Tropical Storm Harvey could leave travelers stranded in airports

  • Kara Driscoll
  • Staff Writer
Updated Aug 26, 2017
Satellite view of Hurricane Leslie over the Atlantic Ocean

As Tropical Storm Harvey threatens South Texas, airliners are preparing for flight delays and cancellations for travelers across the country.

American, Southwest, Frontier, Delta and United are among the major carriers that are waiving hefty change fees because of the incoming storm, Rare.us reported. Travelers are being told to contact their airline to rebook flights. Local expert Jay Ratliff advised that travelers should check to see if their flight is on time before they leave for the airport.

“It’s going to be a difficult situation for passengers,” he said. “Hundreds and thousands of people could be stranded in airports.”

Because the tropical storm is “an act of God,” airlines won’t reschedule flights for free on other airlines, pay for hotels or give food vouchers. While Southern Texas will be impacted first, other airports will likely be impacted as the storm moves inward, he said.

The airlines have issued a weather waivers, where passengers can change their dates of travel to a later time to avoid weather-related travel issues.

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If a connecting flight goes through an impacted area, it could be cancelled or delayed. At the Dayton International Airport and the Cincinnati/Northern Kentucky International Airport on Friday, there were very few departing or arriving flights that were delayed or cancelled.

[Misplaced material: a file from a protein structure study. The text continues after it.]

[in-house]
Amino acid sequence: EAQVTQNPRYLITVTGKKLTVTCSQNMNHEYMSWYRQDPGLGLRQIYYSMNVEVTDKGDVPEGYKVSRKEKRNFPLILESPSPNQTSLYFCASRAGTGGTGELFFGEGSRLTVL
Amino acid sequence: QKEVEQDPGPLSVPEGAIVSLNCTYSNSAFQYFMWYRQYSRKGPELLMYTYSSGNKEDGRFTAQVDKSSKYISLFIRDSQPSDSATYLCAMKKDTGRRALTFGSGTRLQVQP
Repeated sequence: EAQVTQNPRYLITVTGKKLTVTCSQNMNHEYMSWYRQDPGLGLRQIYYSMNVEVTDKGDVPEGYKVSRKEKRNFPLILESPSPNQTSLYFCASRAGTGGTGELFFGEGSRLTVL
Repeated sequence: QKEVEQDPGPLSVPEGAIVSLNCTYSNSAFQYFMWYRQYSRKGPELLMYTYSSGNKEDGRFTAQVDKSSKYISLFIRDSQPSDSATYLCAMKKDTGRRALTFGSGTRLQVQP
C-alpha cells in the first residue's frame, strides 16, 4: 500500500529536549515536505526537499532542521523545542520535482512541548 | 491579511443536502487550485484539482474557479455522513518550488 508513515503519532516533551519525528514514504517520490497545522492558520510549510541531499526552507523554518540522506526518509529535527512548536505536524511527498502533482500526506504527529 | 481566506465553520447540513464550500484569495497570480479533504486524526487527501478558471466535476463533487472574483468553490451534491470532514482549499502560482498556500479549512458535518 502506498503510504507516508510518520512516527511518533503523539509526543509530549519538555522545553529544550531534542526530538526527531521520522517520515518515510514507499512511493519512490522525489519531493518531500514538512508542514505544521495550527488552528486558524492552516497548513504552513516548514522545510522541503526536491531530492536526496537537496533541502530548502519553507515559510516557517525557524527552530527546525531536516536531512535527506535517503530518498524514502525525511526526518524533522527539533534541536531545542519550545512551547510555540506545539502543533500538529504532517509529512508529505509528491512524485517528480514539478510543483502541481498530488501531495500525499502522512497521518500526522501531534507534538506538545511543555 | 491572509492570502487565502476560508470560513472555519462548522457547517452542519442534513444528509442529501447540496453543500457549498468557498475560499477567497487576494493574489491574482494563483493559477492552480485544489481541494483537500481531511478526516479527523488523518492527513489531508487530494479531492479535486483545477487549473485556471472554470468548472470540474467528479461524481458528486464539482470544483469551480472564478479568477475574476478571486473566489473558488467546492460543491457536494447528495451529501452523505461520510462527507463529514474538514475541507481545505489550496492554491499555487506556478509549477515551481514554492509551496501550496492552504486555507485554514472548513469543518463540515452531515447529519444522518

There could be less disruption in flight patterns because South Texas isn’t as popular of a travel destination as some other Southern states. Galveston, Texas is a popular port location for cruise ships, but not to the extent of Florida locations.

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“Most people in this area use port locations in Florida,” said Valerie Jeffers, co-owner of Daily Departures Travel in Dayton. “The Texas port only has two or three cruises that out a week. In Florida, you’ll see ports with dozens of cruises a week.”

Jeffers said Austin and San Antonio are popular locations for Ohioans to travel to, but added this time of year they see very little trips from people in the Miami Valley. Travelers are seeing better warnings from cruise and airline companies about possible delays due to weather conditions, Jeffers said.

The Dayton travel agent said the fiascos involving airlines this year pulling passengers off planes due to overcrowding has made the companies more aware of customer service.

“It’s made it a little easier for passengers,” Jeffers said.

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